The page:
L. D’ALESSI ET AL. 53 et al. [31], apart for the fact that in our case 2 22 0 0 4π Bf t A vt is a timedependent Alfvén speed. After some algebraic calculations we finally obtain an equation for the fluctuating magnetic field, whose solution determines all other fluctuating quantities 22 2 22 22 2 1d xA 2 2 22 dd d 10 z z N z bb xA kv t z N z kb 222 z kv t (8) where the perpendicular wavevector is y kkk and we defined the BruntVäisälä frequency 2 Nz gz Pz 00 00 dd 11 dd P z 0B ,cosht (9) which represents the characteristic frequency of the sys tem. Equation (8) describes magnetogravity waves. In the limit 0 it leads to the standard helioseismic gmodes. In absence of gravity and B0 = cost. Equation (8) describes Alfvén waves with frequency ω = ΩA = kx vA. By retaining both gravitation and magnetic field a new singular point occurs when the coefficient of the second derivative term in Equation (8) vanishes. Since this happens at ω = ΩA, it can be viewed as being due to resonance between gmodes and Alfvén waves [31]. Let us come back to the Sun. Since ΩA varies with the dis tance from the centre of the Sun, while, according to usual helioseismology the gmodes frequency is inde pendent on position, the resonance occurs at a particular radius inside the Sun, namely when ΩA crosses the fre quency of one of the gmodes. The occurrence of the resonance depends on the value of B0. This means that, in our case, the existence of the resonance is modulated in time by the term f(ω0t), that is the resonance is timede pendent. Solutions of Equations (7) gives the eigenvalue spec trum as roots of the trascendental equation [31] An 0cosht (10) where x kC where C0(t) represents the timedependent Alfvén veloc ity at the solar centre, and Accordingly, the instantaneous resonant position is given by 0π ,2πln tan 4 x kC t Antn i Nk H 1 π ,2lnRecosh, r znt Hnt (11) The time dependence of solution of Equation (10) re sults in a modulation of the distance between neighbor ing resonant layers with the same period of the back ground magnetic field. This is shown in Figure 3, where we report the time evolution of the distance as a function of the position of the resonance d,1, , rr r zntznt znt (12) The background magnetic field is assumed to have a sinusoidal variation, with a profile defined by 22 00 0,cos sin 22 tt ft 1 π (13) where 0r 3 10 and the function f is defined in the interval [ε, 1] (we used ). As noted by Burgess et al. [31], for reasonably values of the background magnetic field intensity, the distance between resonant layers, at the neutrino’s resonant region, are of the order of the neutrino’s oscillation length. In particular the spikes which occur in density profiles, as a consequence of the resonance, could increase the prob ability of interactions between neutrino flux and solar matter [29]. In Figure 4 we report the time evolution of the lagran gian density perturbation 1 exp,1 2,1 r C zznt Hidnt (14) where d(n, t) denotes the growing factor of the eigenfre quency 11id , and C is defined as follows 2 122 2 1 ,1 41 1 ph s vntkH Cci (15) 1 where ,, hx . As it is evident, the reso nance oscillates in time with a frequency ω0. vnt ntk 6. Conclusions Recent analysis carried on BiSON and GOLF data [40] show that quasibiennial signal has the same amplitude for pmodes at all frequencies. On the other hand the 11yr modulation affects predominantly high frequency pmodes occuring on shallow regions close to the solar surface. This suggests that the dynamo mechanism re sponsible of the mean cycle has its origin at shallow re gions of the solar interior (resonably located near the bot tom of the shear layer extending 5% below the surface), Copyright © 2013 SciRes. JMP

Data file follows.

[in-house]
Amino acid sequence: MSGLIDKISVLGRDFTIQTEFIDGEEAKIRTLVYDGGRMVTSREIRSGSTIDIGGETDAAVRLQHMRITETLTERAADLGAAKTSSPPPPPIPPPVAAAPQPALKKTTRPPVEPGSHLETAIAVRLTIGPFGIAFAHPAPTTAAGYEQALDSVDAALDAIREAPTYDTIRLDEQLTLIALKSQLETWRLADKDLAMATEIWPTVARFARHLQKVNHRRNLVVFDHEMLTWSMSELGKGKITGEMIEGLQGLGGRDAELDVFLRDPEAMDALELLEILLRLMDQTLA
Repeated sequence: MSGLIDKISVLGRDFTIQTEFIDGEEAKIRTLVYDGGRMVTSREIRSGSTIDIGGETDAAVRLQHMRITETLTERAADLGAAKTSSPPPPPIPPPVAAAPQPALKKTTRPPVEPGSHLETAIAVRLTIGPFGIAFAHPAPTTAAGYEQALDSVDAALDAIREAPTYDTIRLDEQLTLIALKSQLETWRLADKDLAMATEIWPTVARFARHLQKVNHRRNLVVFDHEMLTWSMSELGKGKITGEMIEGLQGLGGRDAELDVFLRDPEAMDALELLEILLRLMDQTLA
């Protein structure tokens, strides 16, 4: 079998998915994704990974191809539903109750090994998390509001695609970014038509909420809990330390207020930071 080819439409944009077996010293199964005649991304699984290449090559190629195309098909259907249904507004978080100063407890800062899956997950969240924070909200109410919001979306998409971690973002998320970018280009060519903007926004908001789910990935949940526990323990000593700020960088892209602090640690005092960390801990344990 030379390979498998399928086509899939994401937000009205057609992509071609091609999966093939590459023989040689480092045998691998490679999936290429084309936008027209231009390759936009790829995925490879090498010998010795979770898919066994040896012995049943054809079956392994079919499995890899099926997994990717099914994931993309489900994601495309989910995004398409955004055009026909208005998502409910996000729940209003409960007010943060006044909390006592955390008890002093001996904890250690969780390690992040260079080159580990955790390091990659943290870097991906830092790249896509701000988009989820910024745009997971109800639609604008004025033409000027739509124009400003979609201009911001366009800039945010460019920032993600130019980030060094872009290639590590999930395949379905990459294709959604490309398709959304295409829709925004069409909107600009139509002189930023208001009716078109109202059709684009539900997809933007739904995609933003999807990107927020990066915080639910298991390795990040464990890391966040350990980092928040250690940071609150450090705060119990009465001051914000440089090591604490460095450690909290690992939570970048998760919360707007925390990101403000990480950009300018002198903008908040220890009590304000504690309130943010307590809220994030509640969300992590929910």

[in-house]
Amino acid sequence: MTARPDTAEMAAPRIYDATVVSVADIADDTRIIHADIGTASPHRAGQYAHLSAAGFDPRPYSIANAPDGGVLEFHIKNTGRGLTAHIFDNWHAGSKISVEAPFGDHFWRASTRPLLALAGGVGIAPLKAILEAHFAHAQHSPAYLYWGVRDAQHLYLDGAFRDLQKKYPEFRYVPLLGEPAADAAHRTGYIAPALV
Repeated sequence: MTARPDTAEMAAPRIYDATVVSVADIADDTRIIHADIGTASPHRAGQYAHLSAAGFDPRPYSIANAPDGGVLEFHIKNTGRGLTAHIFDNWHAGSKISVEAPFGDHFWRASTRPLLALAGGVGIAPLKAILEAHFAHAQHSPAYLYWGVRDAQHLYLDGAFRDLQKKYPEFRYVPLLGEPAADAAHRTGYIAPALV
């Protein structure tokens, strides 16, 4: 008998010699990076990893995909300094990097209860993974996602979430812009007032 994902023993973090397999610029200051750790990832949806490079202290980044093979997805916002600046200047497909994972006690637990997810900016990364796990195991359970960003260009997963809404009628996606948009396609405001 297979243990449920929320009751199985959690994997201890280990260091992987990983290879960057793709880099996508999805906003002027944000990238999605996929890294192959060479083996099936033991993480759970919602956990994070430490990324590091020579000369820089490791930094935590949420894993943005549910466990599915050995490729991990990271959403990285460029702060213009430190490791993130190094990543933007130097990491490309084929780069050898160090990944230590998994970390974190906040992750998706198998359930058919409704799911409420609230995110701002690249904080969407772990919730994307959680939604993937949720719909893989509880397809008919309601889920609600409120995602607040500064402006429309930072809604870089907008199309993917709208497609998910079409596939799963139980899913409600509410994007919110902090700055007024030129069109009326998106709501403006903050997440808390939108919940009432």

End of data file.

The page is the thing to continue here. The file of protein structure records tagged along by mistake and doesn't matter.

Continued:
L. D’ALESSI ET AL. Copyright © 2013 SciRes. JMP 54 Figure 3. Time evolution of the distance between resonant Alfvén layers. In the yz plane are reproduced respectively the po sition of the resonances (in solar radius units) and the distance between the resonant layers (in km). The x axis represents the time (in yr). Figure 4. Time evolution of neighbouring density profiles in the region zr ~0.3 Rsun. while another separated quasibiennial dynamo mecha nism could be originated in deeper layers. In this sce nario, the quasibiennial dynamo located in the inner layers of the Sun, is more likely to induce a fluctuating background magnetic field. The latter is the key ingredi ent of the model since allows that correlation length be tween density spikes variates in time. This mechanism could thus produce the observed variations, at the quasi biennial scale, of the solar neutrino flux. with magnetogravity modes is of great interest for solar physics. This coupling could represent a new way to in vestigate the physical properties in the very inner layers of the Sun thus playing the role of a “telescope” for the solar interior. 7. Acknowledgements This work was partially supported by the ASI/INAF Contract No. I/022/10/0, by the European Social Fund— The modulation of solar neutrinos and the coupling